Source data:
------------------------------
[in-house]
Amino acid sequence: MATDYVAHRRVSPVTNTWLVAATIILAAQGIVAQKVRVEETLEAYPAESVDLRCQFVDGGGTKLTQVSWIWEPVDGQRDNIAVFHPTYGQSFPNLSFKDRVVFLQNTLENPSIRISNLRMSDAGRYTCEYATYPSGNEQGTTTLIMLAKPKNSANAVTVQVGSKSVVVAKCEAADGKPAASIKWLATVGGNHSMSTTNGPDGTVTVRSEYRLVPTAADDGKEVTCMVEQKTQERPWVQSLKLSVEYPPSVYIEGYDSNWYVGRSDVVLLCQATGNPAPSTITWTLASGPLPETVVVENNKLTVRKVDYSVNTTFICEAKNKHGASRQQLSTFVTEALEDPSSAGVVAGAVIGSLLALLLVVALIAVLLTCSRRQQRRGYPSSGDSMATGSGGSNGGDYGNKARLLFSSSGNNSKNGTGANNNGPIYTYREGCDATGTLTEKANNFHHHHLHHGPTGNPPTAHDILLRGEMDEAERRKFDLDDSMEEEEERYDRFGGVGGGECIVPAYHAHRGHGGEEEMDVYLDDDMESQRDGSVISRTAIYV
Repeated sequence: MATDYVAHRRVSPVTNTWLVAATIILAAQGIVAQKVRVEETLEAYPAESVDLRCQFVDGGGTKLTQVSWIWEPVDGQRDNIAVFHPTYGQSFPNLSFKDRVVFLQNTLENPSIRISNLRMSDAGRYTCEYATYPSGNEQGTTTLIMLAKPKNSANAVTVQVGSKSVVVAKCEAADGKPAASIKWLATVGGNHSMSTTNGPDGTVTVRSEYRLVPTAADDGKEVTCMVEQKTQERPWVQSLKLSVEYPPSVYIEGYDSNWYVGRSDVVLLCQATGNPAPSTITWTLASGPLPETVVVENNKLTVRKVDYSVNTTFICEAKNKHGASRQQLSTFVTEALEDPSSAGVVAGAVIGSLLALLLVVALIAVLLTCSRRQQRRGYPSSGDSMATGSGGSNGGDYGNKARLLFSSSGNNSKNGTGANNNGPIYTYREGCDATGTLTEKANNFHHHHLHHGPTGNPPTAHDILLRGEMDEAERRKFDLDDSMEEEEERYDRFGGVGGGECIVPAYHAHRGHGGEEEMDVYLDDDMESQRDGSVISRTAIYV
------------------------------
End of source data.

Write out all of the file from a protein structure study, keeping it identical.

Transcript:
[in-house]
Amino acid sequence: MATDYVAHRRVSPVTNTWLVAATIILAAQGIVAQKVRVEETLEAYPAESVDLRCQFVDGGGTKLTQVSWIWEPVDGQRDNIAVFHPTYGQSFPNLSFKDRVVFLQNTLENPSIRISNLRMSDAGRYTCEYATYPSGNEQGTTTLIMLAKPKNSANAVTVQVGSKSVVVAKCEAADGKPAASIKWLATVGGNHSMSTTNGPDGTVTVRSEYRLVPTAADDGKEVTCMVEQKTQERPWVQSLKLSVEYPPSVYIEGYDSNWYVGRSDVVLLCQATGNPAPSTITWTLASGPLPETVVVENNKLTVRKVDYSVNTTFICEAKNKHGASRQQLSTFVTEALEDPSSAGVVAGAVIGSLLALLLVVALIAVLLTCSRRQQRRGYPSSGDSMATGSGGSNGGDYGNKARLLFSSSGNNSKNGTGANNNGPIYTYREGCDATGTLTEKANNFHHHHLHHGPTGNPPTAHDILLRGEMDEAERRKFDLDDSMEEEEERYDRFGGVGGGECIVPAYHAHRGHGGEEEMDVYLDDDMESQRDGSVISRTAIYV
Repeated sequence: MATDYVAHRRVSPVTNTWLVAATIILAAQGIVAQKVRVEETLEAYPAESVDLRCQFVDGGGTKLTQVSWIWEPVDGQRDNIAVFHPTYGQSFPNLSFKDRVVFLQNTLENPSIRISNLRMSDAGRYTCEYATYPSGNEQGTTTLIMLAKPKNSANAVTVQVGSKSVVVAKCEAADGKPAASIKWLATVGGNHSMSTTNGPDGTVTVRSEYRLVPTAADDGKEVTCMVEQKTQERPWVQSLKLSVEYPPSVYIEGYDSNWYVGRSDVVLLCQATGNPAPSTITWTLASGPLPETVVVENNKLTVRKVDYSVNTTFICEAKNKHGASRQQLSTFVTEALEDPSSAGVVAGAVIGSLLALLLVVALIAVLLTCSRRQQRRGYPSSGDSMATGSGGSNGGDYGNKARLLFSSSGNNSKNGTGANNNGPIYTYREGCDATGTLTEKANNFHHHHLHHGPTGNPPTAHDILLRGEMDEAERRKFDLDDSMEEEEERYDRFGGVGGGECIVPAYHAHRGHGGEEEMDVYLDDDMESQRDGSVISRTAIYV